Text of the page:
Cherry tree blossom: revamping old roller shades
Roller shades have become a customary part of our homes. Thanks to the huge variety of textures and sizes, they can be easily adjusted to fit into our interior environments. And, should you make some changes to your interior design (I did), you can easily transform them, let’s say, by adding an oriental touch – a cherry tree blossom to remind you of the first rays of sunshine. For this tutorial, I’ll be using a design found on the Internet. I’ll alter it a bit, then cut it out using ScanNCut, and after that add some finishing touches with the help of a stencil.
- Two pieces of roller shade material to fit your windows + fittings or two ready roller shades 30 cm wide.
- ScanNCut machine.
- Standard mat, 30 or 60 cm long, depending on the size of your design.
- A piece of paper large enough to fit your stencil.
- White craft glue.
- Fabric paints (I used acrylic).
- A sponge (or a paintbrush).
- A design.
First, I made some changes to the picture I found (a cherry tree branch) in Canvas Workspace (the former ScаnNCutCanvas). You’ll need 2 files, one for making a stencil, and another one for cutting the roller shade.
Open the image in your Canvas Workspace, go to Image Tracing, and press Color–Preview–OK.
Select all objects, right-click and press Group. Save the result to a USB flash drive. This is our file No1. We’ll use it to create a stencil.
Now, we proceed to the pattern for the shade. We’ll only need those objects that are going to be cut. Select all stems on the image and press Delete. Only the flowers should be left. This is our file No2. We’ll use it to cut the roller shade.
Select all objects, right-click and press Group. Save the result to USB flash drive.
(In order for the patterns on the shades to differ slightly, I deleted several flowers on the bottom and saved them into a separate file).
Let’s prepare our roller shades.
I cut 30 cm from each piece of fabric, thus getting two shades 30 cm wide (because my cutting mat is 30 cm wide). Metallic tubes on top and bottom of every shade should be filed with a mill file. Slide the bottom hem of the shade from the metal tube and detach the cardboard strip.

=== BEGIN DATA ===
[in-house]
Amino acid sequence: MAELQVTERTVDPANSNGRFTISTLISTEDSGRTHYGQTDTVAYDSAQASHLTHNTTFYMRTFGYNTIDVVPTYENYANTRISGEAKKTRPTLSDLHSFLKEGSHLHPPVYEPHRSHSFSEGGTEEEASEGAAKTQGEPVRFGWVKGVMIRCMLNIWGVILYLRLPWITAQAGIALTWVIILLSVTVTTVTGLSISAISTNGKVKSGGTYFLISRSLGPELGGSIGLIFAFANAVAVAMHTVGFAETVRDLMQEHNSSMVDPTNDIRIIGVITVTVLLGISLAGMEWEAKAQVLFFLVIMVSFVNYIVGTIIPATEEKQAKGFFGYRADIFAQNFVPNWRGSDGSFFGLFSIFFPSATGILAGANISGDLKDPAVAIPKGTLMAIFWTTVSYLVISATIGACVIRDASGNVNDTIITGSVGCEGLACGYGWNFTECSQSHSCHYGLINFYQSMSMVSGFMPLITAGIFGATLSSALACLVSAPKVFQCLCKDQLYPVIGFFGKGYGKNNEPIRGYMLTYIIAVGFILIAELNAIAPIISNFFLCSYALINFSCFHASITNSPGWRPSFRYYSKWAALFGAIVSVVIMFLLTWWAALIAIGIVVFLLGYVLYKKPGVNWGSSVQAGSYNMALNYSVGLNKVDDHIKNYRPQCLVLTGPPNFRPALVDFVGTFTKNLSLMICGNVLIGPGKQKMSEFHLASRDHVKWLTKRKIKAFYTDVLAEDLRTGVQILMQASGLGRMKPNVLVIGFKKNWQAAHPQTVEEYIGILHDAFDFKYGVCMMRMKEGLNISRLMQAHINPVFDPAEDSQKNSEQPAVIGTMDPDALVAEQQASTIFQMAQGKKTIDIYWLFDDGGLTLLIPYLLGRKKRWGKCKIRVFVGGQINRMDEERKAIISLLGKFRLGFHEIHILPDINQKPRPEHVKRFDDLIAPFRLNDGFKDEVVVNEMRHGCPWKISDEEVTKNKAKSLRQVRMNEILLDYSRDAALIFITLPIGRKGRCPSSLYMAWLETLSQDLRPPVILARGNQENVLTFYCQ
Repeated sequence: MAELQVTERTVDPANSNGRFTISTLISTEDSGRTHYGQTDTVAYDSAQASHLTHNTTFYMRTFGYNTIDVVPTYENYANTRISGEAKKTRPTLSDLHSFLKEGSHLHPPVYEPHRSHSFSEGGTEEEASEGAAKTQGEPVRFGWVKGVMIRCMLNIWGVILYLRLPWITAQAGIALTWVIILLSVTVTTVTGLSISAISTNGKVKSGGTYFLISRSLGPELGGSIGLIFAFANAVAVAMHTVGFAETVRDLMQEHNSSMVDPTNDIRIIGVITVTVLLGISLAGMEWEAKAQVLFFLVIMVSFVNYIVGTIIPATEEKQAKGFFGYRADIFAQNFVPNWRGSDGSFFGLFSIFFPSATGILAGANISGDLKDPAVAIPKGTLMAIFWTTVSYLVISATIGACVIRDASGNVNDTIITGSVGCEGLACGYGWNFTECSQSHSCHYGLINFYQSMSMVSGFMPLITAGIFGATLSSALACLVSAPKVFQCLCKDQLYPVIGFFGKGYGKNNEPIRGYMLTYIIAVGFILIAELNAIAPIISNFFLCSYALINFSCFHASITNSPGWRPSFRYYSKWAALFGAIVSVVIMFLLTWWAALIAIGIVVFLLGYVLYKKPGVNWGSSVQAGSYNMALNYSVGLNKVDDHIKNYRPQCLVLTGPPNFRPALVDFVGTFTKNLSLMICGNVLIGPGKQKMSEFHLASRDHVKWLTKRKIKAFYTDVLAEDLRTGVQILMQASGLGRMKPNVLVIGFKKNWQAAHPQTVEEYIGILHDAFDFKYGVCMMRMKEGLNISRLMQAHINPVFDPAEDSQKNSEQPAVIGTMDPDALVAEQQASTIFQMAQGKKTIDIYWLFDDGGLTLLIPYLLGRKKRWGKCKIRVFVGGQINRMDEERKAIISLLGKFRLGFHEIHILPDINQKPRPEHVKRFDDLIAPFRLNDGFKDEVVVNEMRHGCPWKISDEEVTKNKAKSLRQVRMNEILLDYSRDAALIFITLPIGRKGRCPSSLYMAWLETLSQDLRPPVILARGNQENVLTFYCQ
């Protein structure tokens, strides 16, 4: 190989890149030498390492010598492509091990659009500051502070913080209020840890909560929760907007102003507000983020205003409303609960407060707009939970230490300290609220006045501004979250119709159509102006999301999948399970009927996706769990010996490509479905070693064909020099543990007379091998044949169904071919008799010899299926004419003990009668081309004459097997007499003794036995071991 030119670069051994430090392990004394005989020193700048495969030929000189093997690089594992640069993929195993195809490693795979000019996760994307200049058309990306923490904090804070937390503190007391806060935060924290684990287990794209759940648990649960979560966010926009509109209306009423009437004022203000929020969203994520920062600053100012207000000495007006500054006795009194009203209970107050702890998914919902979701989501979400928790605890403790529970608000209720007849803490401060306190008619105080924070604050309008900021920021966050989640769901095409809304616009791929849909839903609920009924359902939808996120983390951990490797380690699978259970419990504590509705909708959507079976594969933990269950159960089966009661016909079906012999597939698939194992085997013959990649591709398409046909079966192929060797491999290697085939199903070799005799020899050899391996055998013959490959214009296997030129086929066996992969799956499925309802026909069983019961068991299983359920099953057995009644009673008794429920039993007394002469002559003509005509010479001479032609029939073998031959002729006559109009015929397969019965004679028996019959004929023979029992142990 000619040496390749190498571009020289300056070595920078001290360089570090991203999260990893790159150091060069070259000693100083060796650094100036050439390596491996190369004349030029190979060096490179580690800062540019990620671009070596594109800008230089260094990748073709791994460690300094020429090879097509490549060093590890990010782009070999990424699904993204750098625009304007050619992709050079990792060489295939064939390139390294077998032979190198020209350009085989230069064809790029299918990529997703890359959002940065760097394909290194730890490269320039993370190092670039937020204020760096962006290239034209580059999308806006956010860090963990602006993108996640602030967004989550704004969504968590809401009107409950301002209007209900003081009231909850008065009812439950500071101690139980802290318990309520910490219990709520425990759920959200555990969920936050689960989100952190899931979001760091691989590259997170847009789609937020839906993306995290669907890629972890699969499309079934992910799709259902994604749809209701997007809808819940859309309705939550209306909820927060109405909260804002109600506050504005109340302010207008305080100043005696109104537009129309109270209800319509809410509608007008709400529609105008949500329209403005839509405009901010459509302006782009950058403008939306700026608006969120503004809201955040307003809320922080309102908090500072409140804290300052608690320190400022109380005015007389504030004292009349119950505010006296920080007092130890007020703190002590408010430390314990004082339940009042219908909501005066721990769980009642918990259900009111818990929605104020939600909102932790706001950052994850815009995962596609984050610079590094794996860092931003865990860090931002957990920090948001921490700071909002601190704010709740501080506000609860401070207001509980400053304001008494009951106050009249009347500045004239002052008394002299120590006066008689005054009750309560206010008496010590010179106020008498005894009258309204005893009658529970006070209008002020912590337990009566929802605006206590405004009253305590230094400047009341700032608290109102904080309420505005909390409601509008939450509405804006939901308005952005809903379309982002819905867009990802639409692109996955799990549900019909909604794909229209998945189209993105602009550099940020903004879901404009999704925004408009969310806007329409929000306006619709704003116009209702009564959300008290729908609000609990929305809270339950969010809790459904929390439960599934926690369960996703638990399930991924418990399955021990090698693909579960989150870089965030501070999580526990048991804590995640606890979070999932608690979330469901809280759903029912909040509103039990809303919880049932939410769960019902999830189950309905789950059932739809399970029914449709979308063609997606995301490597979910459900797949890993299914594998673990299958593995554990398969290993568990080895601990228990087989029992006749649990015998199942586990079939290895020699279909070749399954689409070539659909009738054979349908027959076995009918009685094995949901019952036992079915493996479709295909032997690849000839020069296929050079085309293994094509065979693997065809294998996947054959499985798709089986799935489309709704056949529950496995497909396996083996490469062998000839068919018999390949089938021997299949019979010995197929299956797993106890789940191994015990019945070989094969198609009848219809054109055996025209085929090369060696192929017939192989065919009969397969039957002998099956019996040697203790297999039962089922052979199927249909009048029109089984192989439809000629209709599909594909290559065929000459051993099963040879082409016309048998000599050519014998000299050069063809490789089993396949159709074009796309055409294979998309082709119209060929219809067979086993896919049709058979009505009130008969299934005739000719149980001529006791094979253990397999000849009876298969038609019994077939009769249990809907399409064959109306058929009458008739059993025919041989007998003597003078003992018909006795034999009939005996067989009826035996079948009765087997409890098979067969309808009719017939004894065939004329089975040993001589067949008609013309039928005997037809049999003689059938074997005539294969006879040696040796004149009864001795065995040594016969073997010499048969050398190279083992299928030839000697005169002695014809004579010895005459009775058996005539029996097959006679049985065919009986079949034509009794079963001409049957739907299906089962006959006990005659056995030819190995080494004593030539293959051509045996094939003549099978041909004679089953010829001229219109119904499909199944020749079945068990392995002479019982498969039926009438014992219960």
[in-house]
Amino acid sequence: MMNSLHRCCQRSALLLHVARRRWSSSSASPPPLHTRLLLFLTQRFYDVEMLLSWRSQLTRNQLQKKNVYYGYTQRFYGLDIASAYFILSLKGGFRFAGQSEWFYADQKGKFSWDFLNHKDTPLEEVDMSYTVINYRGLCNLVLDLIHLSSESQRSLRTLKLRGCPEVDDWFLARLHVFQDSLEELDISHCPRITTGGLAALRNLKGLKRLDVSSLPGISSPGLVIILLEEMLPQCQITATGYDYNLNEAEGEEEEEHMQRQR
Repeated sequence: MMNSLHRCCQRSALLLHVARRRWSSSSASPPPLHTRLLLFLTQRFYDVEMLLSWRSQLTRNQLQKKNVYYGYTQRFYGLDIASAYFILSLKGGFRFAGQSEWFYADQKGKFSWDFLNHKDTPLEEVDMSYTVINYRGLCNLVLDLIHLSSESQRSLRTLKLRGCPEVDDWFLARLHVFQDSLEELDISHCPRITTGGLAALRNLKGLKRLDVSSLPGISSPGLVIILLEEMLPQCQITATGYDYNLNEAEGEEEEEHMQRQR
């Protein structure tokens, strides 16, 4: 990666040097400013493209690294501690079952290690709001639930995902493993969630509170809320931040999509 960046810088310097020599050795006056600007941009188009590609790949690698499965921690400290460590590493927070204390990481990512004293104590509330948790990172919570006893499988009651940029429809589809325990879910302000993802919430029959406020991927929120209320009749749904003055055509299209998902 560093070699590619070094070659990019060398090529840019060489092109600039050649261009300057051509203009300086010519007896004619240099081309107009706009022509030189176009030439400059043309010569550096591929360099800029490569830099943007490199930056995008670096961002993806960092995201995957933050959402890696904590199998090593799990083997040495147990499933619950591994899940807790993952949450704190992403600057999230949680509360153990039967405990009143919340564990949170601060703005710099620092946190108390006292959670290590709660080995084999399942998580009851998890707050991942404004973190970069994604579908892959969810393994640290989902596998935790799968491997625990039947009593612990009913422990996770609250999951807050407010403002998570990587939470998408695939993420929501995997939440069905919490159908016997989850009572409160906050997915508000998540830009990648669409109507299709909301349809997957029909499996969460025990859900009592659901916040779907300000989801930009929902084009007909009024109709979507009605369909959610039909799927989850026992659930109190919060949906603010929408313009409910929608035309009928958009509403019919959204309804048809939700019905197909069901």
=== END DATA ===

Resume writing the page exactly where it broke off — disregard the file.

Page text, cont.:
Or, you may use a couple of existing roller shades, 30 cm wide each. In that case, you’ll only need to de-tube them and remove the strips.
Secure the bottom edge of the shade to the mat and do the test cut. (Blade length 5, pressure 4. Other values may be used, depending on the material your roller shade is made of).
Open file No2 in ScanNCut. Now let’s alter the design a bit: first invert it, then check the size and placement. Cut out your pattern and unpeel it from the mat.
Repeat with the second roller shade. Change the size and placement of the design and cut.
Apply some white craft glue to the wrong side of the narrow parts to give them additional strength. After the glue dries, it won’t be visible.
Cut out a paper stencil, using file No1. Blade length 4, pressure 0.
Align your stencil with the pattern on the shade and secure it with pieces of an adhesive tape.
To be on the safe side, I also taped over the flowers, to prevent the paint from getting there. Squeeze the paint onto the paper, dip your paintbrush/sponge into it and start tapping on the openings in the stencil.
It will take approximately 5 hours for the paint to dry. After that, take away your stencil, attach strips of cardboard to the bottom parts of the shades and insert metallic tubes.
Attach fittings to the narrow shades and put them up.
Hopefully, this will add a bit of sunshine into your winter homes.
The idea for the decoration in this tutorial was found on the Internet.
Original text by Maria Bespalova